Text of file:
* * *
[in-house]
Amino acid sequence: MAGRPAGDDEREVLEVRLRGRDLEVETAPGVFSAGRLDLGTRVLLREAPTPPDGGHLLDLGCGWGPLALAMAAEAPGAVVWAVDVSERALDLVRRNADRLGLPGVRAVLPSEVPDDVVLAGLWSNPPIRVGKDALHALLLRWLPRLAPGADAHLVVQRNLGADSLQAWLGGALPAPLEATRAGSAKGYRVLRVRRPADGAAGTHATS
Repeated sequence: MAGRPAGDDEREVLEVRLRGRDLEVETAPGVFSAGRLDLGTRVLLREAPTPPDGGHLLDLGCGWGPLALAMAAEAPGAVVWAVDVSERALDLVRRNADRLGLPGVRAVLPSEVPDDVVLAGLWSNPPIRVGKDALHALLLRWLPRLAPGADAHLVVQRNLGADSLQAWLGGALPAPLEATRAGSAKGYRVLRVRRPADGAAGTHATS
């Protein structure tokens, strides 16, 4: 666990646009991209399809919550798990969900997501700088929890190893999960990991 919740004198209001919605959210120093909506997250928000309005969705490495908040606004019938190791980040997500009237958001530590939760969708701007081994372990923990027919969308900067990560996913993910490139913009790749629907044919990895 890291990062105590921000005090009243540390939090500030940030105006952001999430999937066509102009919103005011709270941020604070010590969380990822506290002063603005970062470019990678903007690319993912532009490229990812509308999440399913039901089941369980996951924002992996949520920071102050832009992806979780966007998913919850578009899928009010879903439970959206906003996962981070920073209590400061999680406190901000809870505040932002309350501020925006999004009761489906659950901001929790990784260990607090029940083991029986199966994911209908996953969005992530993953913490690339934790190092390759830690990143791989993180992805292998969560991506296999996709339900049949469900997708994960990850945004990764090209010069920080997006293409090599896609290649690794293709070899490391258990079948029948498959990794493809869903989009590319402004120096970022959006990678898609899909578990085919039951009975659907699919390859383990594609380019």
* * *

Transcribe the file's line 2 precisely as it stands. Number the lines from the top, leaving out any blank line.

Amino acid sequence: MAGRPAGDDEREVLEVRLRGRDLEVETAPGVFSAGRLDLGTRVLLREAPTPPDGGHLLDLGCGWGPLALAMAAEAPGAVVWAVDVSERALDLVRRNADRLGLPGVRAVLPSEVPDDVVLAGLWSNPPIRVGKDALHALLLRWLPRLAPGADAHLVVQRNLGADSLQAWLGGALPAPLEATRAGSAKGYRVLRVRRPADGAAGTHATS